Rental growth on an upward trajectoryAs the impact of Covid-19 continues to cool off combined with the re-opening of most economies, rental growth in Namibia is back on its upward trajectory, recording smaller contractions over time. This points to a gradual easing of the tight market conditions that have characterized the rental market over the past 18 months.
At the end of 2021, the 12-month average rental index growth posted a contraction of 0.7%. This represents a significant improvement when compared to a contraction of 2.1% recorded a year earlier. In dollar terms, the national weighted average rent came in at N$6 728 at the end of 2021 from N$6 747 a year ago.
The more than 3-bedroom segment has consistently kept the rental growth momentum upbeat relative to other segments, with the 12-month average rent recorded at N$18 747 in December 2021. This reflects a staggering year-on-year rental growth of 9.7% and continues to reaffirm the growing relevance of the multi-family market as housing affordability issues linger.
The emerging recovery in overall rental growth is also evident within the one-bedroom and the three-bedroom segments, as the decline in rents continues to soften.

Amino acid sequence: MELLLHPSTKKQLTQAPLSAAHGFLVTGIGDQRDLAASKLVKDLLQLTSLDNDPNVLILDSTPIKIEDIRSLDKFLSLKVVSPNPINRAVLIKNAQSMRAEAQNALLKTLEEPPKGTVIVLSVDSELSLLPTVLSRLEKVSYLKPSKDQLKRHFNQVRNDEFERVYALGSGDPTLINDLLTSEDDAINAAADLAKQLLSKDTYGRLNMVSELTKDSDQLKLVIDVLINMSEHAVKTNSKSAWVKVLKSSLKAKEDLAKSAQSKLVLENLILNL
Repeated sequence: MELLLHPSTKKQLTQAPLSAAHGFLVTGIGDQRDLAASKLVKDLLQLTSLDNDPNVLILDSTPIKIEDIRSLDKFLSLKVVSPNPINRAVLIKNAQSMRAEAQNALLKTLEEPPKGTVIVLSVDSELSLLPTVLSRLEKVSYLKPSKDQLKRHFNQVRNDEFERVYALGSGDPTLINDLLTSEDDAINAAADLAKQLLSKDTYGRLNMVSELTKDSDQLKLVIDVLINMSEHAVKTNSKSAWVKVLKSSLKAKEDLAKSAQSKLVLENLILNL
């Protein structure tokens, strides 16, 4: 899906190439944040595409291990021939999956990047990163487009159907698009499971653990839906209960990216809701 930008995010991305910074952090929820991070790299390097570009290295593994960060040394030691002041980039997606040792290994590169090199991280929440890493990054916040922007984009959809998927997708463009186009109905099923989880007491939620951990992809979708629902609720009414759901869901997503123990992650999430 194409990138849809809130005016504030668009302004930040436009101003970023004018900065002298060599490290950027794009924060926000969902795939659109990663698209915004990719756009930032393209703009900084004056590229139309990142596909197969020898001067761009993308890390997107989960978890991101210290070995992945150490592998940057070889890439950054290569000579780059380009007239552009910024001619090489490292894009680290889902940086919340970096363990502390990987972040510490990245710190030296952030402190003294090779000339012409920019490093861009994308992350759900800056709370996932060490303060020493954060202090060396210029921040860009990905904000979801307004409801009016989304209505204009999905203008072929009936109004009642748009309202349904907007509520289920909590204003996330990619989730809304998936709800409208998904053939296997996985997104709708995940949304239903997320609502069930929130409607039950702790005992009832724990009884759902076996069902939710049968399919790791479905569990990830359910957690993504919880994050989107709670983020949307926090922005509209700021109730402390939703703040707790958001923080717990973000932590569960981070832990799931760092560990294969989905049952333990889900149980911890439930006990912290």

In effect, rental growth in these segments contracted by the same magnitude of 0.4% y/y, bringing the respective 12-month average rents to N$3 646 and N$9 689.
The only segment that appears to have lagged the rental growth frontier is the two-bedroom segment which posted a 12-month average rent of N$6 424 over the same period. This reflects a year-on-year contraction of 6.7%, compared to a contraction of 2.3% realized over the same period of 2020. The suppressed rent growth within the two-bedroom segment is unsurprising given the inherent higher inventories and the resultant risk of tenants having greater bargaining power over landlords.
The stability of the housing market continues to define a high point in the Namibian rental market. However, with the current housing supply falling short of the demand gap due to the high cost of land servicing that is further aggravated by constrained government spending, there is considerable scope for investors to deliver the “rent to own” housing options across the regions at various price points. This is poised to move the needle in addressing the housing backlog.
After 18 months of consistent declines, the rental market appears to be improving due to cooling negotiability, and tenants seeking out larger apartments.
FNB believes stock expansion within the multi-family rental market will be a big factor in the recovery process.
The year ahead will be an important test for the Namibian rental market to see whether the same factors that have driven the recovery will continue to fuel the market, if new ones would emerge, or if the frenzy of activity will finally stabilize. The key possible headwinds, however, are likely to revolve around elevated inflation, interest rates and a new wave of COVID-19 cases. These are likely to affect rent affordability and subsequently the pace of recovery.